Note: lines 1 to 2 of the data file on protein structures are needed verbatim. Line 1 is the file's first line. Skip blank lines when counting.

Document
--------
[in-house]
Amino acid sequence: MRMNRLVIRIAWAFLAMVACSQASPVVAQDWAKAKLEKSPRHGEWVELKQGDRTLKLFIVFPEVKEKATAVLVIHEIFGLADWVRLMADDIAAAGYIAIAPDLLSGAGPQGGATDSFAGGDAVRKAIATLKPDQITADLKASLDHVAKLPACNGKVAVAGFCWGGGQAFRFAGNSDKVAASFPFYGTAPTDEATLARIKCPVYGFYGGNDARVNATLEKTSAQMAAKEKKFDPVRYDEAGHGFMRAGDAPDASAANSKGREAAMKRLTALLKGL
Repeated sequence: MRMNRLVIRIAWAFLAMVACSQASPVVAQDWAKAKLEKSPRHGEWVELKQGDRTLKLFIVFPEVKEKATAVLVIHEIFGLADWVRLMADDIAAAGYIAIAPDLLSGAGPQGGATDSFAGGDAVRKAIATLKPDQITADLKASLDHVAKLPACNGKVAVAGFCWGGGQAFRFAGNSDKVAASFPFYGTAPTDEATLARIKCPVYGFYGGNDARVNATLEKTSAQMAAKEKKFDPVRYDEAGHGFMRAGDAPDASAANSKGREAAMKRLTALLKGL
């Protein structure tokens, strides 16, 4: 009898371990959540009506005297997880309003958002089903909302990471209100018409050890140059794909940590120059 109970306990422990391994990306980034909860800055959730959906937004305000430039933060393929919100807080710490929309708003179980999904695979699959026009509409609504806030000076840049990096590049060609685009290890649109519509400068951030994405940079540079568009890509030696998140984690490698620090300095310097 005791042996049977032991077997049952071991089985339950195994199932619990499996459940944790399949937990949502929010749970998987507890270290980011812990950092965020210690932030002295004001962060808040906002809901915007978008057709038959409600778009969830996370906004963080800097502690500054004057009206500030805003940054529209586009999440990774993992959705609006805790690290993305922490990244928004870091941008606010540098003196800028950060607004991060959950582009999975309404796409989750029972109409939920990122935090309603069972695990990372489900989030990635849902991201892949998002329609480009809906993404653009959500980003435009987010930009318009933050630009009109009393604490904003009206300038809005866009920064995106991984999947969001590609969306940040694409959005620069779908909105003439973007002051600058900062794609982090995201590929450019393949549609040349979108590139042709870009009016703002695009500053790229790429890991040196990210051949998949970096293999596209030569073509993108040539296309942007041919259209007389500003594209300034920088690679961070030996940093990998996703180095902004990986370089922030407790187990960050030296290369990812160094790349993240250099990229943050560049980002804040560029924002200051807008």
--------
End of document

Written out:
[in-house]
Amino acid sequence: MRMNRLVIRIAWAFLAMVACSQASPVVAQDWAKAKLEKSPRHGEWVELKQGDRTLKLFIVFPEVKEKATAVLVIHEIFGLADWVRLMADDIAAAGYIAIAPDLLSGAGPQGGATDSFAGGDAVRKAIATLKPDQITADLKASLDHVAKLPACNGKVAVAGFCWGGGQAFRFAGNSDKVAASFPFYGTAPTDEATLARIKCPVYGFYGGNDARVNATLEKTSAQMAAKEKKFDPVRYDEAGHGFMRAGDAPDASAANSKGREAAMKRLTALLKGL